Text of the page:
It goes back ~ 30 years with middle school gawkiness branded all over it. Recently, I had the opportunity to share some beautiful time, over several weekends, with friends from my childhood. Some of them, I have stayed in touch with over the years. Others, I connected with after ~ 25 years.
Whether over a glass of chilled beer, or some wonderful Spanish food in Las Olas or a dinner at our home, it seemed that our friendship was just put on a “pause” button. When we resumed, the doors of the memory banks opened up quickly, and generously.
Remembering those wonderful “addas” at the home of a friend in (Paribag) Dhaka, or the trips we had taken together to Chittagong, or the times we would bicycle around Dhanmondi Road # 21… all colorful pieces of a kaleidoscope of memories, vibrant and rotating in multiple prisms and becoming more together as the light shines through.
Why is it difficult (almost impossible) to make great friends like these, over again?
As we grow older and move from city to city, we do make good friends, no question; yet the fabric of our new friendships, are different than those we started 25 or 30 years ago.
Maybe it is because of the vulnerabilities of our mutual circumstances at that time, or the common circumstances that created webs of memories that intertwine into something we define as: happiness.
These “vintage” friends, with whom we have many childhood memories, tolerate our past idiosyncrasies and don’t judge our current circumstances. There is no real pretension of who you are or where you come from. The texture of this relationship is like organic cotton, smooth but with some rough spots; durable and meaningful…connected at the core.
Recently, few such friends came together in Chicago at the high school graduation for a friends’ son. We relish the grilled lamb and chicken biriyani, music flows from all dimensions, the rain soothes our souls when we catch up on the past and talk about the future with anticipation.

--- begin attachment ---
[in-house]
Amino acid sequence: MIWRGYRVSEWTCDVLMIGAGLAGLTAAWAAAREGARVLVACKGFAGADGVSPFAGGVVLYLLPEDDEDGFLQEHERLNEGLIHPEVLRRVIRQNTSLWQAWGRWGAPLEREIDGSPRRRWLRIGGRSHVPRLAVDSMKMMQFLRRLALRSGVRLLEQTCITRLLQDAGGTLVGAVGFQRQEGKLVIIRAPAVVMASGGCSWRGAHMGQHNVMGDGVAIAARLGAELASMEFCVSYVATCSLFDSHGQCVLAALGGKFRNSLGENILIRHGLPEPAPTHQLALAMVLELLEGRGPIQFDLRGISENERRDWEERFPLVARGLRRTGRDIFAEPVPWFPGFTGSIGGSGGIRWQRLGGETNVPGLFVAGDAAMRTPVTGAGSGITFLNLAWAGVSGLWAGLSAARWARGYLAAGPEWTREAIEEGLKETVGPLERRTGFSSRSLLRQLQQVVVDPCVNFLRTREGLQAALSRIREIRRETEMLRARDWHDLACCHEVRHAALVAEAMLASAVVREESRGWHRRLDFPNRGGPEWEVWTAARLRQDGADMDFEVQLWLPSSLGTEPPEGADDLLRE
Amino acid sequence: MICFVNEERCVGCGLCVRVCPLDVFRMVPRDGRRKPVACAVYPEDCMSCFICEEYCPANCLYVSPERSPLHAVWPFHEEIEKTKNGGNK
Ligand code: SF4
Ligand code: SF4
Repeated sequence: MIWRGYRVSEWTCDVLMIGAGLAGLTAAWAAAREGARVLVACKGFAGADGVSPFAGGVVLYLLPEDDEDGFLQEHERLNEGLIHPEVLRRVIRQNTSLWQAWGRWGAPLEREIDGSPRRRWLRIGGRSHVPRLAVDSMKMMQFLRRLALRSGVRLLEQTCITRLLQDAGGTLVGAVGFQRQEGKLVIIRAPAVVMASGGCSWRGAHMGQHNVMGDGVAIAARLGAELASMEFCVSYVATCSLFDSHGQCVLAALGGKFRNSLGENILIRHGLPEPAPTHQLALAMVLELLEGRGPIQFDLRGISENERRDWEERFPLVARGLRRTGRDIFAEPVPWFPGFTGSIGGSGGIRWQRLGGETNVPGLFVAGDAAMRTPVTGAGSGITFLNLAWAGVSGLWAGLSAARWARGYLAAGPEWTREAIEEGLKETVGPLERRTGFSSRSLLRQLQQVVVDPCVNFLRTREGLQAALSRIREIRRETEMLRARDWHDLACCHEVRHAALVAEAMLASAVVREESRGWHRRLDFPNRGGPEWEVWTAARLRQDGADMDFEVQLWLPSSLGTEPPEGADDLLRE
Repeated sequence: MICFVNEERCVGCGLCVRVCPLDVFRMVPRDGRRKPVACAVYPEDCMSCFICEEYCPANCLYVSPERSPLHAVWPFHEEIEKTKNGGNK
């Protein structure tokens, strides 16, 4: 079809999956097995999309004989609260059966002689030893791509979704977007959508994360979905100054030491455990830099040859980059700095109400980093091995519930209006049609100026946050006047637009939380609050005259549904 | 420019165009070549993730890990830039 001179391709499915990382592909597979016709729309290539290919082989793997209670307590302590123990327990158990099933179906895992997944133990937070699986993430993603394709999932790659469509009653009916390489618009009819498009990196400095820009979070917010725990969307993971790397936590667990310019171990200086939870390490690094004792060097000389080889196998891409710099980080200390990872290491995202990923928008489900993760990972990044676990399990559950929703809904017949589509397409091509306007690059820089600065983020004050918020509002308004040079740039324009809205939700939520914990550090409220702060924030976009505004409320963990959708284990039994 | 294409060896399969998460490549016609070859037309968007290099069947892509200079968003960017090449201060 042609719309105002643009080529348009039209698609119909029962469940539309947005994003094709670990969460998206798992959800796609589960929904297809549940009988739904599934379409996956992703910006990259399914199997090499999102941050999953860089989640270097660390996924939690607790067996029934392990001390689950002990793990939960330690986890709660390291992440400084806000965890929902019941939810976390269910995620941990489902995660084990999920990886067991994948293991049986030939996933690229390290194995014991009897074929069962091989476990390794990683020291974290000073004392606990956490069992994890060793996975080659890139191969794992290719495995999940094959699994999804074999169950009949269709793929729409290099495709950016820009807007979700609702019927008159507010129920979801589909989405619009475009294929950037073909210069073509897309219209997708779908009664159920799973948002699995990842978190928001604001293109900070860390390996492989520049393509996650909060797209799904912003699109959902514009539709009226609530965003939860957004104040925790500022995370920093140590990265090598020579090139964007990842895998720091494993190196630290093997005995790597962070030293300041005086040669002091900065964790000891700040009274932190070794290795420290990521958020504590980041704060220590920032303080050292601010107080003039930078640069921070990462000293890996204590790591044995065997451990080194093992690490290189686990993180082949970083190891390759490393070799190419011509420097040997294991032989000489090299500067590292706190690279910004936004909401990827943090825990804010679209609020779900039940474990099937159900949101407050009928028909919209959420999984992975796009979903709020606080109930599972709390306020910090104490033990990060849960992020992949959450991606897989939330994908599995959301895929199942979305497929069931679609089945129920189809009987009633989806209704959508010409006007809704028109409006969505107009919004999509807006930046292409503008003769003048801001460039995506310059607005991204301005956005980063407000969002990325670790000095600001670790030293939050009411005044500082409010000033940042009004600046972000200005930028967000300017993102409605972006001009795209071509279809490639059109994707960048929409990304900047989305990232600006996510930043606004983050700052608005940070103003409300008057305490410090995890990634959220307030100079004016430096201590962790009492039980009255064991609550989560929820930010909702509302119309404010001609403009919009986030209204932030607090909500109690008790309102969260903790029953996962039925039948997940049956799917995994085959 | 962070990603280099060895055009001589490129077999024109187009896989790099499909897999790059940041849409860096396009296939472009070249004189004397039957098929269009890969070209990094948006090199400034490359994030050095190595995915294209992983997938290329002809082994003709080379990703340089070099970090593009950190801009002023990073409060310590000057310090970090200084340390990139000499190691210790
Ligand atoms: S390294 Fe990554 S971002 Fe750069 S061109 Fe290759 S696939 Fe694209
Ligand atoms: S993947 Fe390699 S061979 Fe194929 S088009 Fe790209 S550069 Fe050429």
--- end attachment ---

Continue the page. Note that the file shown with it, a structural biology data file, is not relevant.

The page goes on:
In a relatively short time, we chill back and remember our past: The taste of the hamburger at “Peter’s Canteen” at St. Joseph’s, those stressful school exams, or how our parents never really understood us (or supported what we wanted); we talk about the anxiety of getting into a US University or getting a student visa at the American embassy in the mid 80’s. It’s this shared sense of anxiety, uncertainty and common ambition to seek something higher, that brings our experiences closer.
We take extra effort in discussing how we can’t impose our views on our children. We want to be “friends” with our kids. My fourteen year old senses our friendship and comes to tell me how nice these friends are. Some of them are actually “cool”. The DJ plays a mixed series of music that brings back many memories of our high school/college days.
The party never seems to end. We continue on a velvet sofa at the lounge singing along with old Bangla or Hindi songs that we know another common friend of ours did such an wonderful imitation of Runa Laila, “Aire, megh Aire”.
It’s 3 am. Someone orders a pizza… we talk about going by Lake Michigan to watch the sunrise; we never even make it out of the door. Just sitting there and talking about nothing discernible. Some friends have fallen asleep right beside us… still cannot pull ourselves away from the group.
Inherently we understand the limitation of our time together; this preciousness of fond memories that we are trying to always stretch like elastic.
It’s good that cotton does stretch a bit; with a little bit of care, it lasts for a very long time; the color may fade over time, but faded cotton still has a wonderful feel when you wear it after a long time. It soothes your soul.
Looking forward to storing my cotton carefully and wearing my friendship… for a long long time.